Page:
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2017 Spring Awards Banquet

Uconn sealOn April 13, the department convened for an awards banquet that recognized the best among undergraduate and graduate students, as well as faculty. This year’s award recipients are:

Omicron Delta Epsilon inductees:

Matthew Braccio
Zachary Console
Matthew DeLeon
Jennafer Fugal
Benjamin Hamel
Henry Hooper
Daniel Rodrigues
Claudia Rodriguez
Nandhana Sajeev
Akwasi Sarpong
Michael Scalise
Austin Song
Connor Todd
Alexandra Torchigana


Undergraduate Awards

Louis D. Traurig Scholarship

Patrick Adams
Andrew Carroll
Joshua Essick
Kayla Joyce

Paul N. Taylor Memorial Prize

Matthew DeLeon

Rockwood Q. P. Chin Scholarship

William Johnston
Claudia Rodriguez
Alexander Rojas
Zihan Wang

Ross Mayer Scholarship

Tasneem Ahmed

Julia & Harold Fenton and Yolanda & Augustine Sineti Scholarship

Yiting Jiang

Kathryn A. Cassidy Economics Scholarship

Tianyi Li
Roy Masha
Di Wu

Charles Triano Scholarship

Jennafer Fugal


Graduate Awards

W. Harrison Carter Award

Tian Lou

Albert E. Waugh Scholarship

Andrew Ju

Abraham Ribicoff Graduate Fellowship

Mark McInerney

Timothy A. and Beverly C. Holt Economics Fellowship

Aaron Cooke
Michael DiNardi
Jingwei Huang
Samantha Minieri
Tao Song
Kevin Wood
Wei Zheng

Economics Department General Scholarship

Huarui Jing
Wensu Li
Xizi Li
Shilpa Sethia


Faculty Awards

Grillo Family Research Award

Nishith Prakash

Grillo Family Teaching Award

Talia Bar

Employee Appreciation Awards

Delia Furtado   10 years
Vicki Knoblauch   15 years
Kathleen Segerson   30 years

 

 

 

Congratulations to everyone!

 

Professor Shor publishes new explanation for the Allais paradox

jbdmThe Allais Paradox is one of the most enduring violations of expected utility theory, a hallmark theory of economics. Professor Mike Shor and coauthor Mark Schneider (a recent UConn PhD) have had their paper “The Common Ratio Effect in Choice, Pricing, and Happiness Tasks” accepted by the Journal of Behavioral Decision Making.

In the paper, Professor Shor elicits preferences for the Allais paradox choice alternatives using three different methods: traditional choice, monetary valuation, and subjective happiness ratings. He finds that both the consistency and distribution of responses differs systematically across different elicitation methods, with modal choices replicating the Allais preference pattern, modal happiness ratings exhibiting consistent risk aversion, and modal valuations maximizing expected value. The paper finds support for a dual process framework in which people use either a “logical” or an “intuitive” thinking process depending on the task.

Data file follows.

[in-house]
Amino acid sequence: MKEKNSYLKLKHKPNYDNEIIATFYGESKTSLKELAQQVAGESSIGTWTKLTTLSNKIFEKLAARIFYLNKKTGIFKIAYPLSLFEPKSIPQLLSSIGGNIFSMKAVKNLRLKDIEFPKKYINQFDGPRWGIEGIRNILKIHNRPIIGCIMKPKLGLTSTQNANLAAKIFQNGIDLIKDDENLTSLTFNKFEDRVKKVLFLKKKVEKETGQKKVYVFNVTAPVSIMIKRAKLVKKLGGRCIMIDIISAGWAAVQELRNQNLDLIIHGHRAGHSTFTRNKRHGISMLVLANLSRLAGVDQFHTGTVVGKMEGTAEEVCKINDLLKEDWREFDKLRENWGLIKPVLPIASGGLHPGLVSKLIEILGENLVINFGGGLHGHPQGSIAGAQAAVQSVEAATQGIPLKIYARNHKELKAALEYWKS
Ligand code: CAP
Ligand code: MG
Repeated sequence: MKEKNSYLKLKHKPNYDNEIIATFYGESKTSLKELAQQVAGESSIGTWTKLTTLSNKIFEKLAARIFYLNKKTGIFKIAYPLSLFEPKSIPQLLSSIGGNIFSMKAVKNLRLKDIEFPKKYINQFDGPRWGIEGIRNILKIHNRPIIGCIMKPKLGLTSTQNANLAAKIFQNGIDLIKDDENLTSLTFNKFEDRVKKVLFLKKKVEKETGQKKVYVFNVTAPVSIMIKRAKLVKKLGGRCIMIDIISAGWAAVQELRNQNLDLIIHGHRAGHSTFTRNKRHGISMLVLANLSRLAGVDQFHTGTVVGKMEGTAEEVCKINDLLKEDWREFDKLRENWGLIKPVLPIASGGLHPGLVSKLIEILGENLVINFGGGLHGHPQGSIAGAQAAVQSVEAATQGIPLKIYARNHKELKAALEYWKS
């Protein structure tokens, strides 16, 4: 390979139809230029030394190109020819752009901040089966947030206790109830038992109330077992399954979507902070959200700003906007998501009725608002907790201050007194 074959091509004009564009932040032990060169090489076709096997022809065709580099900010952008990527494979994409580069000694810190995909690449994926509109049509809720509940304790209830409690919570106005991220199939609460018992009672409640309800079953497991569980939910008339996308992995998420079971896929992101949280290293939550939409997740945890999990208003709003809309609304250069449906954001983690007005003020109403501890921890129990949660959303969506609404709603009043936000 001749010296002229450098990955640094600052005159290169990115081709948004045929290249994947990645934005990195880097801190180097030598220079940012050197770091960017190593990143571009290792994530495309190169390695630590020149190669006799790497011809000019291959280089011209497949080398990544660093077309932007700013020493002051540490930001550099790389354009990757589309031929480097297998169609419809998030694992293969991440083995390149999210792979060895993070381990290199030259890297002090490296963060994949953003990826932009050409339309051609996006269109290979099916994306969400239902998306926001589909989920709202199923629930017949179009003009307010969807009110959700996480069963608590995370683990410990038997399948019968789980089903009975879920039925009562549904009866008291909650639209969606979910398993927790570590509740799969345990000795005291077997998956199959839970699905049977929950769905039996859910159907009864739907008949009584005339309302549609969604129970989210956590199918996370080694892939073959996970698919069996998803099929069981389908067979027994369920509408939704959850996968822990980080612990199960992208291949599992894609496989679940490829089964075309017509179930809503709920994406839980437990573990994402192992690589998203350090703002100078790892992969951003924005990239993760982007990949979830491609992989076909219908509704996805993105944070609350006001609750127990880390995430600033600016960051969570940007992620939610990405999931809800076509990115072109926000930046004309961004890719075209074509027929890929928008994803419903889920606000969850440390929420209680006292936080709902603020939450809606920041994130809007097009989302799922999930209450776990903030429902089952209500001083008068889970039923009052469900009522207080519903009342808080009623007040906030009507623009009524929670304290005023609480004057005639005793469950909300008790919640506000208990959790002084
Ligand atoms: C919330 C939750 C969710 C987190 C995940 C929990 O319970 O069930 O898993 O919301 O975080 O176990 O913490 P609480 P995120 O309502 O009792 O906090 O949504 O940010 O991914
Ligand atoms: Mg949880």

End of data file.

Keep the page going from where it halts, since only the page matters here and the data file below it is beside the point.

UConn Ranks High for Economics Departments in CT

A recent report from Zippia featuring the best Economics departments in Connecticut ranks the University of Connecticut near the top of the list, just below Yale:

These Are The 10 Best Colleges For Economics Majors In Connecticut

The report reviewed a total of 103 institutions of higher learning in Connecticut, and considered Career Results (earnings for graduates), Economics Emphasis (majors as a percentage of a graduating class), and School Performance (admissions, graduation rates, and cost).

Professor Jorge Agüero and Juan Campanario Receive 2016 ERAP Award

Professor Jorge Agüero (faculty) and Juan Campanario (student) are the recipients of the 2016 Undergraduate Economics Research Award Program (ERAP).

Their work on their project “Can Growth and Redistribution Reduce the Influence of Colonial Institutions? The Case of Peru’s Mining Mita” will be supported through the ERAP program, which is designed to  assist research apprenticeships and research collaborations between undergraduate economics majors and economics faculty members.

The ERAP program enables the student to enhance research skills relevant to the field of economics, while the faculty member guides the project and provides mentorship. Only one award is given each academic year, with the student receiving a $1,500 fellowship and the faculty mentor receiving a $1,000 grant added to their departmental research accounts.

Congratulations to the award winning team!

Professor Naknoi Presents Paper at Vanderbilt

naknoiProfessor Naknoi presented her paper titled “Tariffs and the Expansion of the American Pig Iron Industry, 1870-1940” in the International Economics Seminar at Vanderbilt University on April 8, 2016.

Her study examines the benefit of the protection of the American pig iron industry. She illustrates that the protection was critical for the industry before 1890.

See the details of her study at:

https://dl.dropboxusercontent.com/u/11725878/iron_www.pdf

Professor Naknoi Presents Paper at ASSA

naknoiProfessor Naknoi presented her paper titled “Exchange Rate Pass-Through and Market Structure in a Multi-Country World” in the ASSA Meeting/Econometric Society Meeting in San Francisco on January 4, 2016.

Her model proposes a theory that exporters take into account competing exporters’ currency appreciation in their price setting. In addition, her study provides evidence supporting her theory using data on prices of Canada’s exports to the U.S.

Information about her session is online at:

https://www.aeaweb.org/aea/2016conference/program/preliminary.php

Professor Prakash Receives World Bank Grant